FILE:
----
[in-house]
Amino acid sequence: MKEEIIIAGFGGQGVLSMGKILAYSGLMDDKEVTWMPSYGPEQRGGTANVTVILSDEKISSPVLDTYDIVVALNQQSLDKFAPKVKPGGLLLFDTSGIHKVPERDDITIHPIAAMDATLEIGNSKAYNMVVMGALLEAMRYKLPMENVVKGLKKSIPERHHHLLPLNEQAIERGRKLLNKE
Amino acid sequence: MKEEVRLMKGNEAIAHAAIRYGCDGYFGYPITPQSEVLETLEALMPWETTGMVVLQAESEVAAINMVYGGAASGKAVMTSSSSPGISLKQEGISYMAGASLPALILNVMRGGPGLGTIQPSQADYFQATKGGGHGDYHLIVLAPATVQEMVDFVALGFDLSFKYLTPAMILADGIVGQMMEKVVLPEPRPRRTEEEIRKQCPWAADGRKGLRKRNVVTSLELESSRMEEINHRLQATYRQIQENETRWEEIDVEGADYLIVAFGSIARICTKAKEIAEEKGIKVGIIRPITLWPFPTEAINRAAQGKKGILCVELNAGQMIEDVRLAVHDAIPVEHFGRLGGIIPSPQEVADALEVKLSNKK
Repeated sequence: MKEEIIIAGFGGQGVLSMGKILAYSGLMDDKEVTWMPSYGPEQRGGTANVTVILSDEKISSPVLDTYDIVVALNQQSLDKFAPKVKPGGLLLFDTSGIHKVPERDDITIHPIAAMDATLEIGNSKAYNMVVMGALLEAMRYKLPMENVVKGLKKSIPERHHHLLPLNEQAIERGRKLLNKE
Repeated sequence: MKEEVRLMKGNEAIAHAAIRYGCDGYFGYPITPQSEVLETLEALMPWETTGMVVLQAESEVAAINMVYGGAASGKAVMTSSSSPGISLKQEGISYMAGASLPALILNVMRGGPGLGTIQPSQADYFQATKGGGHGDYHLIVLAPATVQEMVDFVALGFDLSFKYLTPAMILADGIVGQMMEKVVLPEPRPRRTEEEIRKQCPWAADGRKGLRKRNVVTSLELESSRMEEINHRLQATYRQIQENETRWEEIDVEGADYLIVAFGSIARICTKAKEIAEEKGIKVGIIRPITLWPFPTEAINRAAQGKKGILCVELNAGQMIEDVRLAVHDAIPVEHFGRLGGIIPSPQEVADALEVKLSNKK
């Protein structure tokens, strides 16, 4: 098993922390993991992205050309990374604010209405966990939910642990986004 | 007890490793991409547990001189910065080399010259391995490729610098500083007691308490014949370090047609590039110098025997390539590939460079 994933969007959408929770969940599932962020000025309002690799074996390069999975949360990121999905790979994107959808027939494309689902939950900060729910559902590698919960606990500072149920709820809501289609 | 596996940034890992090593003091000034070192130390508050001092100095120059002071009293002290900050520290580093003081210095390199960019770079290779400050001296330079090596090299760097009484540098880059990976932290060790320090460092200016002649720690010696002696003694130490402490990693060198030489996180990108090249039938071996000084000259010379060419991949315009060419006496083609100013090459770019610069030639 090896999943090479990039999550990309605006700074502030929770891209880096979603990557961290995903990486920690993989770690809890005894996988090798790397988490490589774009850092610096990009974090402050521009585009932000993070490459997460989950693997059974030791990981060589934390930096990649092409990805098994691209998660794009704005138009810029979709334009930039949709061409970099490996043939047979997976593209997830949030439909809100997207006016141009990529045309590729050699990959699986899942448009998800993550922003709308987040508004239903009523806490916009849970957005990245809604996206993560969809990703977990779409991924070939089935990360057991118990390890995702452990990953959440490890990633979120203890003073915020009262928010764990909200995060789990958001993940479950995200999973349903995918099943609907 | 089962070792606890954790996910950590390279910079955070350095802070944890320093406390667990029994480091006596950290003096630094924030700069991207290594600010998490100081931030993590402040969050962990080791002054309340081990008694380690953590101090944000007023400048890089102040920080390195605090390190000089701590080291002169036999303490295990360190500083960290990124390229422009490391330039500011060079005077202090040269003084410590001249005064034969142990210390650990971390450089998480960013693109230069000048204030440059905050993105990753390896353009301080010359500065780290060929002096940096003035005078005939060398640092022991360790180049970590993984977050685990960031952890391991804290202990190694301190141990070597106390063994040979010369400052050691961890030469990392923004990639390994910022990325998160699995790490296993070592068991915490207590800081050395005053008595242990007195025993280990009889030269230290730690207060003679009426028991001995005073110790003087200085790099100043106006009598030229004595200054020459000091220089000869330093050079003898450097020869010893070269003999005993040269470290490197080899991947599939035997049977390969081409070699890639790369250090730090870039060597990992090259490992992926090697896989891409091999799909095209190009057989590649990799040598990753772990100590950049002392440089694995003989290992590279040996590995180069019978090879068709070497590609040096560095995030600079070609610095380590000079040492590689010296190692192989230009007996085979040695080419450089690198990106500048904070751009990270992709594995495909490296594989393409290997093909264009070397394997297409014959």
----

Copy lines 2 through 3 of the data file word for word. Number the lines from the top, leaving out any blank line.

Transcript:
Amino acid sequence: MKEEIIIAGFGGQGVLSMGKILAYSGLMDDKEVTWMPSYGPEQRGGTANVTVILSDEKISSPVLDTYDIVVALNQQSLDKFAPKVKPGGLLLFDTSGIHKVPERDDITIHPIAAMDATLEIGNSKAYNMVVMGALLEAMRYKLPMENVVKGLKKSIPERHHHLLPLNEQAIERGRKLLNKE
Amino acid sequence: MKEEVRLMKGNEAIAHAAIRYGCDGYFGYPITPQSEVLETLEALMPWETTGMVVLQAESEVAAINMVYGGAASGKAVMTSSSSPGISLKQEGISYMAGASLPALILNVMRGGPGLGTIQPSQADYFQATKGGGHGDYHLIVLAPATVQEMVDFVALGFDLSFKYLTPAMILADGIVGQMMEKVVLPEPRPRRTEEEIRKQCPWAADGRKGLRKRNVVTSLELESSRMEEINHRLQATYRQIQENETRWEEIDVEGADYLIVAFGSIARICTKAKEIAEEKGIKVGIIRPITLWPFPTEAINRAAQGKKGILCVELNAGQMIEDVRLAVHDAIPVEHFGRLGGIIPSPQEVADALEVKLSNKK